What Does It Mean if My Dog's Pupils Look a Little Cloudy?

by Whitney Lowell
    Clear eyes can be a sign of good health.

    Clear eyes can be a sign of good health.

    BananaStock/BananaStock/Getty Images

    Your dog's eyes should be clear, but if you notice his eyes are becoming milky or turn cloudy quickly, the causes could be varied. It may be something simple that eye drops will help, or it could be glaucoma, which can be life-threatening. Many of the causes are more common in older dogs, but depending on your dog's medical history and genetic background, a younger dog can still develop an eye disorder that may cause cloudiness.

    Causes of Cloudy Eyes

    There are many potential causes of cloudy eyes. The most common causes include dry eye, cataracts and glaucoma, but other potential causes can include cancer, corneal ulcers and uveitis (inflammation of the iris). Cataracts, glaucoma and uveitis actually turn the lens cloudy, whereas corneal ulcers, in-grown eyelids and dry eye cause scarring to the cornea, giving the appearance of a cloudy eye.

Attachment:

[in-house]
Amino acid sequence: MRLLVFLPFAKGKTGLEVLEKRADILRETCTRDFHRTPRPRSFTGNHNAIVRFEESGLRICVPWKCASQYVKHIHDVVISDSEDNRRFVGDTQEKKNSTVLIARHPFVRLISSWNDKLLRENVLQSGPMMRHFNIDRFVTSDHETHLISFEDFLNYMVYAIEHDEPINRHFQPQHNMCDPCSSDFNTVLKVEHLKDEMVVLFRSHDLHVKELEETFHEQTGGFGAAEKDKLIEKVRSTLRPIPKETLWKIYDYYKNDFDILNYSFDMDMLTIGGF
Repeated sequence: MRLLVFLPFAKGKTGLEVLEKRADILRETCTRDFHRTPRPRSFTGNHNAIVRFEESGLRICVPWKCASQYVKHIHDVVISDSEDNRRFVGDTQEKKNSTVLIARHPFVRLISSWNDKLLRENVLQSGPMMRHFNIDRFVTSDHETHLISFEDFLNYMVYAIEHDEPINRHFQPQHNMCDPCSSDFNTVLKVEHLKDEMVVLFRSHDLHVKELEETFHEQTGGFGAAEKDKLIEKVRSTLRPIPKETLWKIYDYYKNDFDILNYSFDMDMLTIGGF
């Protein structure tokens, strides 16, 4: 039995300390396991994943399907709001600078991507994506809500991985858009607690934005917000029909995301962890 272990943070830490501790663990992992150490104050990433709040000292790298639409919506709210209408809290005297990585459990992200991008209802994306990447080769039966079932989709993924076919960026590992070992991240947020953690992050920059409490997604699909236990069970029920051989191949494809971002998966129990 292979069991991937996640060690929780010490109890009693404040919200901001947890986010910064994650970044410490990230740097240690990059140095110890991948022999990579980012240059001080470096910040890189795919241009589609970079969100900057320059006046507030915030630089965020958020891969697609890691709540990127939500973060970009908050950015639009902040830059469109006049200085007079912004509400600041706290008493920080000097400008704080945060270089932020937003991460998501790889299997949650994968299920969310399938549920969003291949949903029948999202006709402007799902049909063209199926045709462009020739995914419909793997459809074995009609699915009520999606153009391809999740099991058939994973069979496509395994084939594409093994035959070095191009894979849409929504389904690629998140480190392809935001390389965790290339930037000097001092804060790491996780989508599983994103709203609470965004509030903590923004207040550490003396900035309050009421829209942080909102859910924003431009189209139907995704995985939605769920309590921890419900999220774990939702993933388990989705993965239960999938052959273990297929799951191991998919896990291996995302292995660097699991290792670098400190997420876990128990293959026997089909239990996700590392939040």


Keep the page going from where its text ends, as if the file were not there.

Symptoms and Diagnosis

    Your dog may have a white or cloudy lens, red eyes, vision loss, inflamed cornea and eye discharge. You may see your dog rubbing at the afflicted eye or squinting; the eye may even be painful. Your vet can diagnose what is causing the cloudy eyes in your dog, so you can work out a treatment plan, which may include temporary antibiotics or a life-long series of medications.

    Photo Credits

    • BananaStock/BananaStock/Getty Images

    About the Author

    Whitney Lowell has been writing online since 2007. She writes for a variety of online publications and across a wide range of topics and niches. She has experience with animal rescue, dog training, pet health and breeding reptiles.

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